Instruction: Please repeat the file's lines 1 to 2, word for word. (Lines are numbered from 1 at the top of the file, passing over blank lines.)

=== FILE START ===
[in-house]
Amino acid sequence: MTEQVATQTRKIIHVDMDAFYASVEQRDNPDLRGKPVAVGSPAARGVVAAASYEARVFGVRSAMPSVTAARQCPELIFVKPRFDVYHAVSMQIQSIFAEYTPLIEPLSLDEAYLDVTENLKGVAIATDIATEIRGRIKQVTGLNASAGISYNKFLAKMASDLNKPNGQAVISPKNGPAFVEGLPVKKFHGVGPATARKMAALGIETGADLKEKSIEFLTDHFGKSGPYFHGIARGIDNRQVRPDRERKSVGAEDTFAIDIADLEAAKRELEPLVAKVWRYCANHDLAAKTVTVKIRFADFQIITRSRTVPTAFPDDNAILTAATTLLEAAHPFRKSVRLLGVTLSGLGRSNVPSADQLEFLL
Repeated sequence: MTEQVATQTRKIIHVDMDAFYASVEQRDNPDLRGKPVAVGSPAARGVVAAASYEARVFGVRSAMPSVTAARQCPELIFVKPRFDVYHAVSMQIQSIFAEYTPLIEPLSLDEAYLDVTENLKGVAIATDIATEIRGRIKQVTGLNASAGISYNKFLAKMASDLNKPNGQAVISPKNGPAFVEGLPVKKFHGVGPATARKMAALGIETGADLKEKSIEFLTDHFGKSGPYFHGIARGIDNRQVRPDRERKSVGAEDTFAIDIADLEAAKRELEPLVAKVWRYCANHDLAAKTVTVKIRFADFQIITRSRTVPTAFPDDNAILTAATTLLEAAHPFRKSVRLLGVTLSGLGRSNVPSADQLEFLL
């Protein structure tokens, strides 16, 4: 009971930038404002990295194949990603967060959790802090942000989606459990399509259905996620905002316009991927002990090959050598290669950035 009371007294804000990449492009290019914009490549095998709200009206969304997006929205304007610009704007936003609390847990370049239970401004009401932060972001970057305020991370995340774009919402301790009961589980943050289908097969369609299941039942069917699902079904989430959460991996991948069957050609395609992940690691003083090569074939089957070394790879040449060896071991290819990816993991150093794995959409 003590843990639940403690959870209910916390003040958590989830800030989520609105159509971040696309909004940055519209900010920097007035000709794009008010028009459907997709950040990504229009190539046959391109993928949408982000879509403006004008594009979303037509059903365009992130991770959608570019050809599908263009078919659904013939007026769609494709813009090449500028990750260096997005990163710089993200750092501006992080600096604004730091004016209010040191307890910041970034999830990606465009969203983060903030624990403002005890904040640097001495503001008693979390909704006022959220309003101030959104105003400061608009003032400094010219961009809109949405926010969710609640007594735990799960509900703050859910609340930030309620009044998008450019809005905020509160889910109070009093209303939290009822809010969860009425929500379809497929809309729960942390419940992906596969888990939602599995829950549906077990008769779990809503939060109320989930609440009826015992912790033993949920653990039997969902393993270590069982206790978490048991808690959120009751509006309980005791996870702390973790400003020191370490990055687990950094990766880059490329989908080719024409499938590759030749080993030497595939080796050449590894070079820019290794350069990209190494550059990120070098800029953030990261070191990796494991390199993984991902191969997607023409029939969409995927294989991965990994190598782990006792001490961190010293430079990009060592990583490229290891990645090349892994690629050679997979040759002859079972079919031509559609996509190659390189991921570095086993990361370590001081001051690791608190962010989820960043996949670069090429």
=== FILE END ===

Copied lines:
[in-house]
Amino acid sequence: MTEQVATQTRKIIHVDMDAFYASVEQRDNPDLRGKPVAVGSPAARGVVAAASYEARVFGVRSAMPSVTAARQCPELIFVKPRFDVYHAVSMQIQSIFAEYTPLIEPLSLDEAYLDVTENLKGVAIATDIATEIRGRIKQVTGLNASAGISYNKFLAKMASDLNKPNGQAVISPKNGPAFVEGLPVKKFHGVGPATARKMAALGIETGADLKEKSIEFLTDHFGKSGPYFHGIARGIDNRQVRPDRERKSVGAEDTFAIDIADLEAAKRELEPLVAKVWRYCANHDLAAKTVTVKIRFADFQIITRSRTVPTAFPDDNAILTAATTLLEAAHPFRKSVRLLGVTLSGLGRSNVPSADQLEFLL